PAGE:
The country's newspapers are praising the president, also known as Turkmenbashi, or the father of all Turkmens.
"Today marks 20 years since the great son of the Turkmen people came to power, and his name has been linked to the country's difficult, but amazing history. The great Saparmurat Turkmenbashi!"
Niyazov became the top Communist Party boss in the then-Soviet republic of Turkmenistan at the age of 45. Five years later he became the first and, thus far, the only president of the republic and of independent Turkmenistan following the collapse of the Soviet Union.
Official figures showed that 98.3% of voters supported him at the time and 99.5% in the first post-Soviet presidential elections on June 21, 1992. Niyazov slid into the second term without elections, in accordance with the results of the referendum held in 1994.
In December 1999, the parliament adopted a unanimous decision to grant Niyazov the exclusive right to remain president indefinitely.
The town of Turkmenbashi is named in his honor. At least one district in all Turkmen regions is also named for the leader, and there is a street bearing his name in virtually every settlement.
In 2002, Niyazov renamed January Turkmenbashi.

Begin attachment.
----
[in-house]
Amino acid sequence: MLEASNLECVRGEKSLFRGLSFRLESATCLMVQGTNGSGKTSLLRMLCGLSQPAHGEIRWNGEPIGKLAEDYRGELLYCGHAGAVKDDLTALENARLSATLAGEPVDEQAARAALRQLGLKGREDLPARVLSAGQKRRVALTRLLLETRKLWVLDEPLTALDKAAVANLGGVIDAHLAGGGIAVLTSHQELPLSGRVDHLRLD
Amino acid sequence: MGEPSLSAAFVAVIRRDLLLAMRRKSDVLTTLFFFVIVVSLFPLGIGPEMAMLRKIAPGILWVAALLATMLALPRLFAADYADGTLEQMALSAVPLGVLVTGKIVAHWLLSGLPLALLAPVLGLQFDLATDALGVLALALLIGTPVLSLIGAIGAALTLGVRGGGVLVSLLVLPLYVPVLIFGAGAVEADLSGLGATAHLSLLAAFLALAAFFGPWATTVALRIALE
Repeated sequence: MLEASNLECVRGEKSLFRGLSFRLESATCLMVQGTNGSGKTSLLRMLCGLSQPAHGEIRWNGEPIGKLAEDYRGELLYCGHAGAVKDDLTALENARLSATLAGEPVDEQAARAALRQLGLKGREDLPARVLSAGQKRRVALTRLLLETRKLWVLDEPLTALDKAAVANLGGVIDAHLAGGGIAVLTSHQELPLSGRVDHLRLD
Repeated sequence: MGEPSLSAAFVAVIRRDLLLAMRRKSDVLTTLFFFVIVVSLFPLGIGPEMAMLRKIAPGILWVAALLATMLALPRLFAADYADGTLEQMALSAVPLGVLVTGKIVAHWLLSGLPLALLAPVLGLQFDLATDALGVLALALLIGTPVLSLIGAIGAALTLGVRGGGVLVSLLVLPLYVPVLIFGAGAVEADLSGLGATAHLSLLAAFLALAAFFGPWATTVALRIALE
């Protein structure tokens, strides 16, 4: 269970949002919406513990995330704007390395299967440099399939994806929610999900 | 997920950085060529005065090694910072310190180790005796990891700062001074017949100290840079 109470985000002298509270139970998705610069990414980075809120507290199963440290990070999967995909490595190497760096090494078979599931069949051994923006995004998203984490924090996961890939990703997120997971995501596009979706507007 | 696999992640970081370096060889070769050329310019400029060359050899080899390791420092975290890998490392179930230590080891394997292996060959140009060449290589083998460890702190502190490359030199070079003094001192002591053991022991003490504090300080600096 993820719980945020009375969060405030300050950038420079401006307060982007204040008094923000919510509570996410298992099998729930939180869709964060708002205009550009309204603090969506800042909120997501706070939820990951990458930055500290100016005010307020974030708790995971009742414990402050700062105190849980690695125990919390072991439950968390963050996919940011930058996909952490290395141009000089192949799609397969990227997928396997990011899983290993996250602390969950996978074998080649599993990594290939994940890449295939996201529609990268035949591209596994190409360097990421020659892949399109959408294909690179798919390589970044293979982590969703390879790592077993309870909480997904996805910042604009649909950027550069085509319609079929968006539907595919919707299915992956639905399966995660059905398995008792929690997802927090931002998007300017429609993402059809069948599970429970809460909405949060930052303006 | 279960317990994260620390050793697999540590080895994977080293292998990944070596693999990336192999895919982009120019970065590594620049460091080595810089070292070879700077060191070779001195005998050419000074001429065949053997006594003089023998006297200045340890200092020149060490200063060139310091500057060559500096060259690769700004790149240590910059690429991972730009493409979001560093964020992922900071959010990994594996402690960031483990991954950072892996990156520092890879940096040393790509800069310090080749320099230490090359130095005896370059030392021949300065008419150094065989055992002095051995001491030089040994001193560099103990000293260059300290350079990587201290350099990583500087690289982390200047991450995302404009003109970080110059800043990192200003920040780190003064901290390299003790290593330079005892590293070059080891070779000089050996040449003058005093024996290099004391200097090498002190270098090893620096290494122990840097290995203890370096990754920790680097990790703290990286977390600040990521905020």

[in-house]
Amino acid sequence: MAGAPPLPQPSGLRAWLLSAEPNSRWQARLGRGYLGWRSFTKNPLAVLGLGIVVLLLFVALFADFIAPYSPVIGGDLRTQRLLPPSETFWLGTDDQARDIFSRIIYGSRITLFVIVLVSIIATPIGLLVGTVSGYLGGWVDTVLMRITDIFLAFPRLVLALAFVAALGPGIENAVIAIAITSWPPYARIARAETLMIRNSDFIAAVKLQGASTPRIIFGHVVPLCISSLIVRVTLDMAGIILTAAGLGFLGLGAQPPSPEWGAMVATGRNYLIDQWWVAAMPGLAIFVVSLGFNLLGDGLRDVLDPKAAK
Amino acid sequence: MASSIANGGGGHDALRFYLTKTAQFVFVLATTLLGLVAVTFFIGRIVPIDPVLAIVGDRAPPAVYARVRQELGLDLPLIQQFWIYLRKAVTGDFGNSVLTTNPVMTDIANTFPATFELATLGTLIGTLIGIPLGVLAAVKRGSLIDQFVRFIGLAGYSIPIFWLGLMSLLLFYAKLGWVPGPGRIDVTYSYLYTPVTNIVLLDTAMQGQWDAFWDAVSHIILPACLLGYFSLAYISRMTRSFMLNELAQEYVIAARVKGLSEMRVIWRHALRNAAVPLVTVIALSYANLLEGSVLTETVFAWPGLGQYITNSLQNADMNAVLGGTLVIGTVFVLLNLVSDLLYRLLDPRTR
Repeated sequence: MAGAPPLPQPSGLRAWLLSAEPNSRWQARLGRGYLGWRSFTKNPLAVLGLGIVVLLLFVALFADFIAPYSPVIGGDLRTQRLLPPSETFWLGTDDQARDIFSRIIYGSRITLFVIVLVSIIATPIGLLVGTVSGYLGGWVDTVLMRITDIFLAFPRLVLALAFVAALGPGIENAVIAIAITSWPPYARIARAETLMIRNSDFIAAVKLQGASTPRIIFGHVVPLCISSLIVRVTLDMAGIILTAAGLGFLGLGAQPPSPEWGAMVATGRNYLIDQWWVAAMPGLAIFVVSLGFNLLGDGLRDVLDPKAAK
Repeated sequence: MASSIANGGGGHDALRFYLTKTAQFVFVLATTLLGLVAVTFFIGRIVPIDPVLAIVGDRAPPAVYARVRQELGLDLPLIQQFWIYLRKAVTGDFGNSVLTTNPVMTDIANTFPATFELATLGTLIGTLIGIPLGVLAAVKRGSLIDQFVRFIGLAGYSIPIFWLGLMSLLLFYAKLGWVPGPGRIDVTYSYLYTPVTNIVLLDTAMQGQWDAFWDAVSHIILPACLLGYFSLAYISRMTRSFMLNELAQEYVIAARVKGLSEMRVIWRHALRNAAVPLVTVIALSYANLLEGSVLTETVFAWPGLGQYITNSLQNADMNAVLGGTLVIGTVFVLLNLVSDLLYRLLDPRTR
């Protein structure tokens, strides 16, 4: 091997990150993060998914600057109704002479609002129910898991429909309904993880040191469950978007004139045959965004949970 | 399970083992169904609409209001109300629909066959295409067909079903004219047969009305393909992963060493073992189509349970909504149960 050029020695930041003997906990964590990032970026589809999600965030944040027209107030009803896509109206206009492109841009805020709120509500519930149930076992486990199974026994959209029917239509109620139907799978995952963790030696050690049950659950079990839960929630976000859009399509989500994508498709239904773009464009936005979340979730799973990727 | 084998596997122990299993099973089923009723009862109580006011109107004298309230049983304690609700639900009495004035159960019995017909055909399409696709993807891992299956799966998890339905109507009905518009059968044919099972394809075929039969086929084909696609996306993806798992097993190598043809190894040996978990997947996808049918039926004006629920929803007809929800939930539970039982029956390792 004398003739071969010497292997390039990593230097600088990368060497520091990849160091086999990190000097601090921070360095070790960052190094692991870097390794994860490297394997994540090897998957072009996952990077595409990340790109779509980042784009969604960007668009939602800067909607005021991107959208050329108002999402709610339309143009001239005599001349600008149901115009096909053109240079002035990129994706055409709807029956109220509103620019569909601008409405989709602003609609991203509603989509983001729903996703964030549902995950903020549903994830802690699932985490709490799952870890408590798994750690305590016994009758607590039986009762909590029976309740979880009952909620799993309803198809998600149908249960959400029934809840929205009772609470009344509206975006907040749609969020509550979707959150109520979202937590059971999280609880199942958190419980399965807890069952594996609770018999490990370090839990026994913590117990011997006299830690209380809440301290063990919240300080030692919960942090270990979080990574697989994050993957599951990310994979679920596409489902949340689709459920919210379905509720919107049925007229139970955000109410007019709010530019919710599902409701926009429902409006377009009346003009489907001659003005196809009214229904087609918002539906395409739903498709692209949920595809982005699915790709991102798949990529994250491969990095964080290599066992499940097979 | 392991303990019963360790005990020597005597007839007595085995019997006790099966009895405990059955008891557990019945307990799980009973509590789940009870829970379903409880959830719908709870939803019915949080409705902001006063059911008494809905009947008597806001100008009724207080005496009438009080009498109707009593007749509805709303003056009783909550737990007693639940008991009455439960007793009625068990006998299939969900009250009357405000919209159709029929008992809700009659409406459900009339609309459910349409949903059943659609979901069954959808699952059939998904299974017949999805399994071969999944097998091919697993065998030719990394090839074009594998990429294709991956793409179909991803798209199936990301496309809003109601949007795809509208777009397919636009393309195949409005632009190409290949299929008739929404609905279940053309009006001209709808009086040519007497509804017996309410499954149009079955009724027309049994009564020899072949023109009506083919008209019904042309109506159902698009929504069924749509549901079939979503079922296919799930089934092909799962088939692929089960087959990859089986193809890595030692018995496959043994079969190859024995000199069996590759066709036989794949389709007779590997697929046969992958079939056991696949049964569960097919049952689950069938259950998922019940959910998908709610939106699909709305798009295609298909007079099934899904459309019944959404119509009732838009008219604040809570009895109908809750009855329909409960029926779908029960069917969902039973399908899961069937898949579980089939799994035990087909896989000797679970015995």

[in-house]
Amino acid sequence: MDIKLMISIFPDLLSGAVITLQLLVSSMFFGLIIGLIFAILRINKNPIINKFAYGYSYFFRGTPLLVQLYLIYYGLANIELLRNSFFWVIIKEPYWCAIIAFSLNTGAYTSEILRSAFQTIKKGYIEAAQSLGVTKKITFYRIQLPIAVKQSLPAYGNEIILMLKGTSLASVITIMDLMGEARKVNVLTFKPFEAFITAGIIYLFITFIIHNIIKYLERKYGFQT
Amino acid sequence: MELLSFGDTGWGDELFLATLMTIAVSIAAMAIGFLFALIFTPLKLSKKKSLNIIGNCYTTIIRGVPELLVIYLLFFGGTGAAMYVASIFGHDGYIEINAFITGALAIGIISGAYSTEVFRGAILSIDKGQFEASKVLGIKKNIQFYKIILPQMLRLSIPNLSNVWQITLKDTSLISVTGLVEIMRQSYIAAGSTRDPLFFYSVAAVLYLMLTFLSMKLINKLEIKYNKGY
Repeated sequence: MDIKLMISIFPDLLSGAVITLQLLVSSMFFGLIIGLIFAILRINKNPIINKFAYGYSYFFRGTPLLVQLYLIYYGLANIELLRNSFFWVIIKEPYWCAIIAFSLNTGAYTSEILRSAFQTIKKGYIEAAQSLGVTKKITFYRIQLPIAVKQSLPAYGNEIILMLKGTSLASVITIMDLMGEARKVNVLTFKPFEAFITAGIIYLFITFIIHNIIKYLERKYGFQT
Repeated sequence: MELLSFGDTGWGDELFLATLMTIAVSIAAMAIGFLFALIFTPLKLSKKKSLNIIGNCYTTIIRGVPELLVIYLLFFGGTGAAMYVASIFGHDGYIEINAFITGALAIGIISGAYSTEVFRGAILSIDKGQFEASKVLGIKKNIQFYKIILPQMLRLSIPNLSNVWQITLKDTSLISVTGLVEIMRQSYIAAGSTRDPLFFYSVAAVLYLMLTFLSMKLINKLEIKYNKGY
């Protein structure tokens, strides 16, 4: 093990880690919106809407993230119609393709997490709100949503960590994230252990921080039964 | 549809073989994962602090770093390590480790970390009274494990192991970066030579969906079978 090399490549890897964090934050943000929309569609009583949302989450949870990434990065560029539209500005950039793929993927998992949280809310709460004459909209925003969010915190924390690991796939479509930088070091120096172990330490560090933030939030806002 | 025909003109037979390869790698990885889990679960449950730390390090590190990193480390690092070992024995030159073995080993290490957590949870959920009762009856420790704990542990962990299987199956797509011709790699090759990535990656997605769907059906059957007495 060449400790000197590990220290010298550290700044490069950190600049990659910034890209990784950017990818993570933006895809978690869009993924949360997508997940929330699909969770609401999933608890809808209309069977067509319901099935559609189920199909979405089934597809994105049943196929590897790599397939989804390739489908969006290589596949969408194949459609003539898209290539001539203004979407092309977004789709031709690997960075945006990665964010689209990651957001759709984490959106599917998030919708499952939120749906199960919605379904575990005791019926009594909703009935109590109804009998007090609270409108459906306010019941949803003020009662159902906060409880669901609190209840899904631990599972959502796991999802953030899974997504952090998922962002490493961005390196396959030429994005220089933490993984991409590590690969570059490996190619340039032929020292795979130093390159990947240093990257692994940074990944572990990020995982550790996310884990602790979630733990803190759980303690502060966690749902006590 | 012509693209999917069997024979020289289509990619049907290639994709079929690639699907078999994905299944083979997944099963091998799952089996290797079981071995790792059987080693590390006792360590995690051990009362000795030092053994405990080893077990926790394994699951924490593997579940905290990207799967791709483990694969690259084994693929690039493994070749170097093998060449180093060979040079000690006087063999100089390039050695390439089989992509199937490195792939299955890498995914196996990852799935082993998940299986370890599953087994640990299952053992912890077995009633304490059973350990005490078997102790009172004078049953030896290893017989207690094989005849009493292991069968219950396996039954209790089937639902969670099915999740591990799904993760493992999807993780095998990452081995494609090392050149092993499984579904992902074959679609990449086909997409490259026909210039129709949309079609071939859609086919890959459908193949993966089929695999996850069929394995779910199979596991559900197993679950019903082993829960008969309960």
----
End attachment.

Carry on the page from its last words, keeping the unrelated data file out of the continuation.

September was renamed Rukhnama, a kind of spiritual code for the Turkmens, written by the president. All citizens are supposed to read it on Saturdays to grow spiritually, which they can also do by going to the movies or the theater, according to the decree.
Although the president objects to being lavished with rewards, he was decorated with almost all the possible state awards. He was given the title of a six-time hero of Turkmenistan.
As Niyazov says, he "cannot withstand the people's will."
Another sign of general acclaim are Niyazov's portraits hanging on the walls in every administrative building.
"I was destined to lead the people of Turkmenistan at the junction of two centuries. I took on the responsibility to lead my people away from the failures and hardships of the gloomy period in its modern history to the pinnacles of the third millennium," Niyazov wrote in his book.
Celebrations were being held throughout the republic Wednesday. In the morning, senior officials visited the mosque in the president's native village where the president's family vault is located.